The beer board handed down punishments to Alan Gold’s and Lit Hookah Lounge. (Photo: MGNOnline)

On Thursday, the Chattanooga Beer and Wrecker Board handed down punishments to Alan Gold’s and Lit Hookah Lounge.

Alan Gold’s owner Gary Milligan appeared before the board for a violation of failure to report a disorder on the premises.

The violation stemmed from an incident that occurred on March 3, where two bar patrons got into a verbal altercation that required the bar’s security to step in, Chattanooga Police Department Officer John Collins said. When security got involved, bar patron Billy Oliver was taken to the ground by security guard Tyler Taylor. According to Oliver, Taylor then proceeded to punch Oliver in the face repeatedly. He left the bar with a bloody face and missing tooth. His girlfriend and mother took him to the hospital and called the police.

It is required by the Chattanooga city code that beer license holders have to report all fights and other public disorders on the premises immediately to the Chattanooga Police Department.

Due to Oliver leaving immediately after the incident, Milligan said that he did not feel the need to call the police.

Milligan said that the security guard no longer works for him. Taylor has been charged with aggravated assault, but no arrest has been made, according to CPD Officer Cornelius Gaines.

Alan Gold’s Bar, located at 1100 McCallie Ave., will serve a 14-day beer license suspension beginning May 18.

Lit Hookah Lounge owner Sujalbhai Patel appeared before the board for three violations-denying access to law enforcement, an employee drinking on the premises and litter on the lot.

The violations of denying access to law enforcement and litter on the lot stem from Collins and Chattanooga Fire Department Marshal Chuck Hartung arriving at the lounge to speak with the owner about an upcoming party. The owner arrived 20 minutes later, said he had a meeting to go to and drove away, Collins said.

“When I showed up at 2:30, I was picking up an employee to take to a meeting,” Patel said. “Had I not been there to pick up my employee, they would have had no other way to get in.”

Patel said he came back to the lounge at 5 p.m. and tried calling Collins and Hartung, but they did not answer his calls.

The third violation of an employee drinking on the premises stems from Collins and a Tennessee Alcoholic Beverage Commission agent doing a check on the establishment two weeks later. When Collins arrived on scene he said that Brijesh Patel identified himself as the owner’s brother. He was the only employee working and had been drinking beer.

The beer board suspended Lit Hookah Lounge’s beer license for 30 days. Patel said that he was closing the lounge and immediately surrendered his beer license to the beer board.

Lit Hookah Lounge, located at 388 Sommerville Ave., can no longer serve beer and will be closing its doors.

Other news from the beer board meeting
At the April 20 beer board meeting, Ruth’s Chris received a 3-day beer license suspension. That suspension was slated to start today but is currently on hold. Ruth’s Chris parent company, Sizzling Steak Concepts, hired attorney Johnny Houston. He filed an appeal Monday in the Hamilton County Chancery Court.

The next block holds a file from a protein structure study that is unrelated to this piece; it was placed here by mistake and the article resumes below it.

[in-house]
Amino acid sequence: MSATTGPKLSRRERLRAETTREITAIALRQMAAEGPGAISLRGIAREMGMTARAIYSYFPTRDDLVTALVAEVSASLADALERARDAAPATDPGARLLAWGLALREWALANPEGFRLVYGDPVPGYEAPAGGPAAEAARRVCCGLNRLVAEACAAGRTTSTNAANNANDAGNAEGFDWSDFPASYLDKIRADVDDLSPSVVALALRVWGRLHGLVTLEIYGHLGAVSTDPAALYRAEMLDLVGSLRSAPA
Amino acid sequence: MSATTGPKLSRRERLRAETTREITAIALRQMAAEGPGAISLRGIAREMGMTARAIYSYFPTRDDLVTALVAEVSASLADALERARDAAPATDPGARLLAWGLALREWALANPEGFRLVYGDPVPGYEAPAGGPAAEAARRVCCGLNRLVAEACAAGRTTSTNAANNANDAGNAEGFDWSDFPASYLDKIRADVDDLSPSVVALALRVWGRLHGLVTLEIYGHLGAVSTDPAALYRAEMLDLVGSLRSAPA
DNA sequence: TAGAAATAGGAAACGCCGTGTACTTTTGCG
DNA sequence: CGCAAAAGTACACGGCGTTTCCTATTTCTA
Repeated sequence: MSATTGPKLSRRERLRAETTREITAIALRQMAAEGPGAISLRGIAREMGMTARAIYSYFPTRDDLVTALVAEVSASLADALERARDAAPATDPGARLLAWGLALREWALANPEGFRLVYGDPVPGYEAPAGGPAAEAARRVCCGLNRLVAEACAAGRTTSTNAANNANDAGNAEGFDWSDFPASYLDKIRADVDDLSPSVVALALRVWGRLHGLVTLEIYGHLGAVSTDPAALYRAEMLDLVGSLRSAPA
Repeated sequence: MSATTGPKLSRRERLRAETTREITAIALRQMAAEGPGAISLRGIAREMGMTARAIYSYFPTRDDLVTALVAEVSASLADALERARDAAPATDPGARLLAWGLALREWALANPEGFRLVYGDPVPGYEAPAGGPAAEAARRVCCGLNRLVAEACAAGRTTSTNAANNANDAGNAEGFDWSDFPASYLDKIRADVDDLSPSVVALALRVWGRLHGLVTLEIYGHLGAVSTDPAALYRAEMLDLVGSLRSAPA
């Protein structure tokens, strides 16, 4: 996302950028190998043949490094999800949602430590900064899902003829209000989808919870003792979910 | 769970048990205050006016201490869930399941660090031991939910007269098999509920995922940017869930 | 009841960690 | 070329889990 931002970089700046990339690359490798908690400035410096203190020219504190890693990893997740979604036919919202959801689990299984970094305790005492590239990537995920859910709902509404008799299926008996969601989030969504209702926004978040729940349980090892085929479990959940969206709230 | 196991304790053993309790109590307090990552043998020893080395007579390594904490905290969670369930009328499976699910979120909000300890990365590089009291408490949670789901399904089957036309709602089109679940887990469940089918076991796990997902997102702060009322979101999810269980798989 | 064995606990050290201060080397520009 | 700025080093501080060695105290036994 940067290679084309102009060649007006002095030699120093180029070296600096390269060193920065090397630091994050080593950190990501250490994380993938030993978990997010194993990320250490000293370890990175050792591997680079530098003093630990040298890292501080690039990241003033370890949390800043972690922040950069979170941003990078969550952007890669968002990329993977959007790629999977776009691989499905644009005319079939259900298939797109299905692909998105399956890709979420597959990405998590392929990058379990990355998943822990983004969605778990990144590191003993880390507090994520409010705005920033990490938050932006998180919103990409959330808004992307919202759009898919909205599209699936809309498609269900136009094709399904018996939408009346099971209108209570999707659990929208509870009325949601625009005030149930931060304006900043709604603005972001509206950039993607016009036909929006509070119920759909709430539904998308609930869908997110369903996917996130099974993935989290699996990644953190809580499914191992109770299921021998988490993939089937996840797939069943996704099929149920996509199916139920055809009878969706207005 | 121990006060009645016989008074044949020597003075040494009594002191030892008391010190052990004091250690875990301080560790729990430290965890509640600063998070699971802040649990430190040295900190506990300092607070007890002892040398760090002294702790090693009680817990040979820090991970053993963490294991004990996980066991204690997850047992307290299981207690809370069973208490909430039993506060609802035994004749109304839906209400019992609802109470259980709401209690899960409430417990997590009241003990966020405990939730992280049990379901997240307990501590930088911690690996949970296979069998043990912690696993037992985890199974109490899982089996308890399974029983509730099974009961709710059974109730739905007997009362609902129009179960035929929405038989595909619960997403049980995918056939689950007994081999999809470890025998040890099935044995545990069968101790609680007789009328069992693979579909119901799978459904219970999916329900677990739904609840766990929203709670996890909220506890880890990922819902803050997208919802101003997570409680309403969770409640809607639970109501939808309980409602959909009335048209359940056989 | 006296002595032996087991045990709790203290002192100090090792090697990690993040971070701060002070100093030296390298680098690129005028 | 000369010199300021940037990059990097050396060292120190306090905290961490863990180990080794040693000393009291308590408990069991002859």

Songbirds Guitar Museum site manager Jimmy Kelly appeared before the board again after his application for a beer license had been tabled for the second time. The board approved the application. The museum, located at 35 Station St., will be able to serve beer for their weekend events.

Tiffany Cox and Christopher Dortch II of the Palace Picture House had applied for a beer license in March. Due to missing paperwork and background check delays, their application had been tabled until today’s meeting. Neither owner was present for today’s meeting, and the application was tabled again until the May 18 meeting.

Kahled al Qad of 9 Brothers convenience store applied for an ownership change. The application was approved. 9 Brothers, located at 101 W. 38 St., will sell carry-out only beer.

John T. McDaniels of A Gentleman’s Club applied for a beer license to serve beer at his soon-to-open piano bar on 830 Dodson Ave. The board approved the application.

John Lee Hawkins IV of Coachworks at the Club applied for a license to serve beer at the Hixson tennis club, restaurant and lounge. Hawkins has applied for a rezoning to allow the club to serve alcohol. The beer board tabled the application until all the zoning matters had been resolved.

Clifford Postell and Willie R. Cox of W and Y Sports Bar recently applied for a license to serve beer at 2716 Dodson Ave. The board approved the application since the sports bar has now passed its fire inspection. 

Ae Ri Yim of Sekisui Japanese Restaurant applied for a license to serve beer at 1120 Houston St. The license was tabled until the next meeting because the restaurant has not passed a city building inspection.

Rakeshkumar Patel of Super Tobacco Mart applied for a license to sell beer at 1003 Ashland Terrace. The application was approved.

Sheila Agnew of Mac’s Convenience Stores applied for the change of ownership for 18 Circle K beer licenses in the Chattanooga area. The beer board approved 13 of the licenses. The other five were not approved due to the need for building inspections. All of the Circle K’s will remain branded as Circle K and can still serve alcohol during the ownership transition period. 

The Chattanooga Beer and Wrecker Board, which meets biweekly, has the power to issue beer licenses and permits and to revoke or suspend beer licenses.

Eric Wise is a contributing writer. He is currently attending UTC, where he is a staff writer for the school newspaper, The University Echo. He also serves as the alumni relations chairman for his fraternity.